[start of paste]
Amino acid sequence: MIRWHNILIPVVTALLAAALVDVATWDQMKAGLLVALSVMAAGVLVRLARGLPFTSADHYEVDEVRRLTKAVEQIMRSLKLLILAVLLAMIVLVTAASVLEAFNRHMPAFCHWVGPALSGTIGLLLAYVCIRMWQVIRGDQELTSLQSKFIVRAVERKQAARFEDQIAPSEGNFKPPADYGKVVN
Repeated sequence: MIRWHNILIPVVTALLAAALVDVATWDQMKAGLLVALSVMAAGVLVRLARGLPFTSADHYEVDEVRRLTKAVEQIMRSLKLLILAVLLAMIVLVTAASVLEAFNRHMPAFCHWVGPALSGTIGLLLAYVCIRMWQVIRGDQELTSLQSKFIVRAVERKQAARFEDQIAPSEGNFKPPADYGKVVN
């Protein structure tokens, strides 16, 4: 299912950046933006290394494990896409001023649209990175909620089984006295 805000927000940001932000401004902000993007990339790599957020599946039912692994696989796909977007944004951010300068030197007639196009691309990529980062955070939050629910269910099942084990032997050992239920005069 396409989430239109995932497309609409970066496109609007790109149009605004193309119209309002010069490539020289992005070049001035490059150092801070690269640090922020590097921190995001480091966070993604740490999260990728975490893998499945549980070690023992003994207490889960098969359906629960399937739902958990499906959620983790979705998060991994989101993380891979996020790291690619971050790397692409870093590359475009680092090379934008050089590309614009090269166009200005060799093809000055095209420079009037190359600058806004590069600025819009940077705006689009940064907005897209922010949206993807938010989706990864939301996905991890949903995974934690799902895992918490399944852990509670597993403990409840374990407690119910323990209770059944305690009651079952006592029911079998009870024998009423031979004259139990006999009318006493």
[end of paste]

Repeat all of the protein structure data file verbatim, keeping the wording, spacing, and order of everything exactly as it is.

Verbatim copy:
Amino acid sequence: MIRWHNILIPVVTALLAAALVDVATWDQMKAGLLVALSVMAAGVLVRLARGLPFTSADHYEVDEVRRLTKAVEQIMRSLKLLILAVLLAMIVLVTAASVLEAFNRHMPAFCHWVGPALSGTIGLLLAYVCIRMWQVIRGDQELTSLQSKFIVRAVERKQAARFEDQIAPSEGNFKPPADYGKVVN
Repeated sequence: MIRWHNILIPVVTALLAAALVDVATWDQMKAGLLVALSVMAAGVLVRLARGLPFTSADHYEVDEVRRLTKAVEQIMRSLKLLILAVLLAMIVLVTAASVLEAFNRHMPAFCHWVGPALSGTIGLLLAYVCIRMWQVIRGDQELTSLQSKFIVRAVERKQAARFEDQIAPSEGNFKPPADYGKVVN
């Protein structure tokens, strides 16, 4: 299912950046933006290394494990896409001023649209990175909620089984006295 805000927000940001932000401004902000993007990339790599957020599946039912692994696989796909977007944004951010300068030197007639196009691309990529980062955070939050629910269910099942084990032997050992239920005069 396409989430239109995932497309609409970066496109609007790109149009605004193309119209309002010069490539020289992005070049001035490059150092801070690269640090922020590097921190995001480091966070993604740490999260990728975490893998499945549980070690023992003994207490889960098969359906629960399937739902958990499906959620983790979705998060991994989101993380891979996020790291690619971050790397692409870093590359475009680092090379934008050089590309614009090269166009200005060799093809000055095209420079009037190359600058806004590069600025819009940077705006689009940064907005897209922010949206993807938010989706990864939301996905991890949903995974934690799902895992918490399944852990509670597993403990409840374990407690119910323990209770059944305690009651079952006592029911079998009870024998009423031979004259139990006999009318006493």